Despite NO minimum wage, Swiss median wage double that of US

I don’t pretend to be an expert on Swiss public policy. I have enough trouble keeping up with New Mexico, much less Washington. I had no idea before today that Switzerland had no legal minimum wage. So, a labor union attempted to have a referendum passed that would raise the nation’s minimum wage to $24.70 an hour. The move was widely-rejected by Swiss voters who defeated the mandated wage with an astonishing 76% of the vote.

According to the Swiss Economy Minister Johann Schneider-Ammann who would undoubtedly not be welcome in the Obama Administration, “A fixed salary has never been a good way to fight the problem.”

Minister Schneider continued, “If the initiative had been accepted, it would have led to workplace losses, especially in rural areas where less qualified people have a harder time finding jobs,” he said. “The best remedy against poverty is work.”

Interestingly enough, despite having NO minimum wage, the article notes that the Swiss median income is a robust $37 an hour. This compares rather favorably to the US where minimum wages are rampant and the median wage is $16.71 an hour.

What’s the secret to Switzerland’s success? For starters, I’m sure they have a highly-skilled population which makes their GDP quite high. The country is also among the most economically-free in the world.

The notably non-interventionist Swiss also, in the same election, rejected the government’s proposed purchase of 22 new jet fighters, so there is clearly an impulse among the Swiss for fiscal restraint and limited government. Unfortunately, in the US, we spend massive amounts on incredibly-costly fighter jets of questionable benefit while the economically-illiterate promote a $15 an hour minimum wage.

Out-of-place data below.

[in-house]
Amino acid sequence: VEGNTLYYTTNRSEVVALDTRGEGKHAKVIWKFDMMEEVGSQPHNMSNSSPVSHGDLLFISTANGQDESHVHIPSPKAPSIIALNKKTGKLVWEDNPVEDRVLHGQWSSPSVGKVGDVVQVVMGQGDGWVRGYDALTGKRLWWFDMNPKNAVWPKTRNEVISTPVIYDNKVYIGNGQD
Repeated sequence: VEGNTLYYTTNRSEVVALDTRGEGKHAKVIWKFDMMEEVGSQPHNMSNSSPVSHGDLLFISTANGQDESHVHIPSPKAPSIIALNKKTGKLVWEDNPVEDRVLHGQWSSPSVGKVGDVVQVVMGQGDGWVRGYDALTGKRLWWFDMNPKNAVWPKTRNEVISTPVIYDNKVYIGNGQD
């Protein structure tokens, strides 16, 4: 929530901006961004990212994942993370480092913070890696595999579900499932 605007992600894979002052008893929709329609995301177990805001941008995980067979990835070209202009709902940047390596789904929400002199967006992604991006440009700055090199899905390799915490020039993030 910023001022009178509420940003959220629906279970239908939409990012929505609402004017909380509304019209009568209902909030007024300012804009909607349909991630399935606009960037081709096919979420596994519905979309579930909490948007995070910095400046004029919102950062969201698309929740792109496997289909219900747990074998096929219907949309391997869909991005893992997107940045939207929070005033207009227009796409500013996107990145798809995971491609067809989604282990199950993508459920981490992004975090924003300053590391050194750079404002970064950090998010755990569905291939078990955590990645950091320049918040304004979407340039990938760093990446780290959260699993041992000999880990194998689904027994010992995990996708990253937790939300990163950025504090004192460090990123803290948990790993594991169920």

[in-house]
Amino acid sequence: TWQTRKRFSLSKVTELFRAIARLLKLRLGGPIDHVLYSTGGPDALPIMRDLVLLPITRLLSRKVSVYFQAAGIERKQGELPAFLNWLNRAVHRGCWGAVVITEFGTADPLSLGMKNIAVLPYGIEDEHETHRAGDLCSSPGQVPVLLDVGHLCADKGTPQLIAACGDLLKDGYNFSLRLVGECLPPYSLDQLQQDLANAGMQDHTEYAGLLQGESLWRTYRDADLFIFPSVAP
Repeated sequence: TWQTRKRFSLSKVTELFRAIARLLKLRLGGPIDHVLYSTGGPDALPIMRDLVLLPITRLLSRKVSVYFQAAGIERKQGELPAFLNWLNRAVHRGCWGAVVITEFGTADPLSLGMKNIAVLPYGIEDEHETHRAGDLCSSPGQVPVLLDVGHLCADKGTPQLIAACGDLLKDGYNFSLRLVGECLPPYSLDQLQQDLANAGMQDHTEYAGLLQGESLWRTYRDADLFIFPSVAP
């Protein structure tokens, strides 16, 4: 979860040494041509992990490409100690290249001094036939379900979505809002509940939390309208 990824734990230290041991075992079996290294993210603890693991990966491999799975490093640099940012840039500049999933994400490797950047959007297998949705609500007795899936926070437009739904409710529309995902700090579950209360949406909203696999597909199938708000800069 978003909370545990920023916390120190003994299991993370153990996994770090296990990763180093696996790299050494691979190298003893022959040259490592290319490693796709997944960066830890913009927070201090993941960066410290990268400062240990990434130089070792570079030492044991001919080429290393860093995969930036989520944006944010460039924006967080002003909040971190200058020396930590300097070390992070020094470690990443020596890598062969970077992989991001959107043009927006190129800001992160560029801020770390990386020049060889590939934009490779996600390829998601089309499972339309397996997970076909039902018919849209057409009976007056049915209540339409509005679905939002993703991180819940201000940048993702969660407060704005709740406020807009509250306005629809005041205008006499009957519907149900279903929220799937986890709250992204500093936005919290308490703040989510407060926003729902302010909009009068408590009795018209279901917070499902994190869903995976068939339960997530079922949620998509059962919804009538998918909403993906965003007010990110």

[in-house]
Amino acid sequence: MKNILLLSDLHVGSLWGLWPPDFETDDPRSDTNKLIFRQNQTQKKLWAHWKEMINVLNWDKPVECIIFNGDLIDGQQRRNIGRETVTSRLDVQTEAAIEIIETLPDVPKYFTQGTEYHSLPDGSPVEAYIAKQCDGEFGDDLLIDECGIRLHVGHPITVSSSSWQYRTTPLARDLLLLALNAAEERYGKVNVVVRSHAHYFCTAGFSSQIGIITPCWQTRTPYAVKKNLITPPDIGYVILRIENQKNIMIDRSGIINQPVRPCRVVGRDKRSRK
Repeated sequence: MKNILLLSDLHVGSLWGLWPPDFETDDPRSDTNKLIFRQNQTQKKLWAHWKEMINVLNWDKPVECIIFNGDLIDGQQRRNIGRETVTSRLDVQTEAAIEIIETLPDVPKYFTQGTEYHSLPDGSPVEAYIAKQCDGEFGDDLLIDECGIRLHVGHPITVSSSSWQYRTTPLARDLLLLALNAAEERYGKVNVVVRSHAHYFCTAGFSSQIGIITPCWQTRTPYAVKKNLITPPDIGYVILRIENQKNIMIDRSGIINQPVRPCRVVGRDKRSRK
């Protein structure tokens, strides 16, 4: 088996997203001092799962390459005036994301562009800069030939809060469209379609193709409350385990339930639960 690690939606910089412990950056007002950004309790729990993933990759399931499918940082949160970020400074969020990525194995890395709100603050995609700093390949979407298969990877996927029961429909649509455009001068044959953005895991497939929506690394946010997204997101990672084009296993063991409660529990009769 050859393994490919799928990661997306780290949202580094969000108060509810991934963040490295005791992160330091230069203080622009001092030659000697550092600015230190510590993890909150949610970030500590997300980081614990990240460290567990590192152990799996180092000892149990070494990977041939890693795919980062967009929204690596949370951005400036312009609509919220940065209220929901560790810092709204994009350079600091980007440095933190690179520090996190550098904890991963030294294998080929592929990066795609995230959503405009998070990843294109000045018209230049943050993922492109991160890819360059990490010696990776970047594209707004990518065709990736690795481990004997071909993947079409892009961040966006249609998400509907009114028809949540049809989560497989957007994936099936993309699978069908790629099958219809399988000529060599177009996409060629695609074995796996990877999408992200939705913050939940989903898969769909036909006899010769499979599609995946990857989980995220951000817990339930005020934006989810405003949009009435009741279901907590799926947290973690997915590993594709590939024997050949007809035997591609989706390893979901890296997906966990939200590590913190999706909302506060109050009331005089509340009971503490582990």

One might call these tandem Swiss votes (rejecting both voodoo economics and military spending) rather “libertarian” in nature.

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5 Replies to “Despite NO minimum wage, Swiss median wage double that of US”

  1. Spent two weeks in Switzerland. Figure to pay twice there what you would here. The also don’t have the massive immigrant problem that we have that keeps wages down and welfare costs up.

  2. What sets the U.S. apart from most other countries is that we are producing a surplus of unskilled workers at a time when skilled jobs go unfilled. Our school systems are turning out graduates (and dropouts) who often lack basic qualifications for employment. At the same time, we have admitted millions of unskilled immigrants and are preparing to welcome millions more.

    1. Yes, and what is “sufficient?” Who determines that? Government officials and politicians certainly don’t know the answer.

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